more difficult is that i've now got to call the ancestry help office and have a rather humiliating conversation. i was able to make the savage family connection a lot earlier won my father's side of the family than my mother's. that means i've already entered a lot of information on that part of the tree, and i would like to not have to enter the same data for the same people all over again on my mother's side. ancestry.com normally lets you identify when someone is already in your tree, but today i found out that's only if it agrees that the person could be your relative. and if the person is entered in a sufficiently contradictory part of the tree, it won't agree to the link.

thanks a lot you judgmental algorithm. remind me that the paternal and maternal sides aren't supposed to connect. because i wasn't aware of that already.

there is a way to merge duplicate records, but what i've discovered is that only works for the individual record. you can't just import the entire tree to that point. that doesn't especially help me, since it would involve having to enter all the information again and then merge it, one inbred person at a time, which is more work than just entering everything a second time.

i'm expecting a conversation something like this...

me: hello, i've discovered a large section of my family tree that's the same in two different branches.

customer service: sure, would you like to merge the records or delete the duplicates?

me: neither. i want to keep them, but i don't want to have to enter all the information again.

customer service: i'm sorry, do you mean that you want the information to show up twice?

me: yes, once on my mother's side and once on my father's side.

customer service: but your mother and your father have different ancestry.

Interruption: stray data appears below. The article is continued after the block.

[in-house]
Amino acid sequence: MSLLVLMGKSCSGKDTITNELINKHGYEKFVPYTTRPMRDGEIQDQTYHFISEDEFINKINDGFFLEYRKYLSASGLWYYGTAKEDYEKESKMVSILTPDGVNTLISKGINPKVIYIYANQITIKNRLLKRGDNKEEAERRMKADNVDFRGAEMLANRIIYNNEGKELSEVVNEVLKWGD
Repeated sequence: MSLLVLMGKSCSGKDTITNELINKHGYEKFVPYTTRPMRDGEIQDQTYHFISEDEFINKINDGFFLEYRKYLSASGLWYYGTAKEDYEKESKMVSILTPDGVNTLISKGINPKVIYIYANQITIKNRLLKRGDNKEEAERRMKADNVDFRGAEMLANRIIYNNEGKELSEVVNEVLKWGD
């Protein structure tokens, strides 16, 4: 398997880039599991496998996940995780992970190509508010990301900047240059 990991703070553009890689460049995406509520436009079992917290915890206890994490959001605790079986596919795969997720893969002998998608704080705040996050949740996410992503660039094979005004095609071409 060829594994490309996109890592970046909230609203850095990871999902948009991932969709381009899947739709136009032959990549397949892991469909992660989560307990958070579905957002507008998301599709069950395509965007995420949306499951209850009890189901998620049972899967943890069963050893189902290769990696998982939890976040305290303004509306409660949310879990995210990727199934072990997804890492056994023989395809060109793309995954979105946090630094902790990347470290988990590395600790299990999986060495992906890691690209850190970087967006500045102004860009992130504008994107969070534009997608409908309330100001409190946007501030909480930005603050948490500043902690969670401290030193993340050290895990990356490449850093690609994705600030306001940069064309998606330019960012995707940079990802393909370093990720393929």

me: in an ideal world, yes, but a large part of it is the same for my family.

customer service: ma'am that can't be right.

me: look, i'm not the one who had 800 children and encouraged them all to stay close to home.

customer service: pardon?

me: look, if you have a problem with what i'm trying to do, you need to go see the savages. they're in st. michael's and all angels churchyard in macclesfield with their famous dead son's heart.

customer service: i think i need to refer you to a supervisor...

me: i just need to be able to copy the parts of my father's family tree over to my mother's, so that i can show how they're related.

customer service: are you sure that's something you want archived on the internet ma'am?

me: fine. i'll just enter every single family record again, one at a time and then i'll drown myself in my own little shame pool. would that make you happy??

customer service: all right then, is there anything else i can help you with today?

remember that when you're thinking about how much your monday sucks: i'm going to be arguing with someone about my right to prove that my parents are related to one another.

someday, i'm going to visit the tomb of my however many-great grandparents [and my great-uncle's heart] and i will ask them if it's possible that some of their kids were adopted.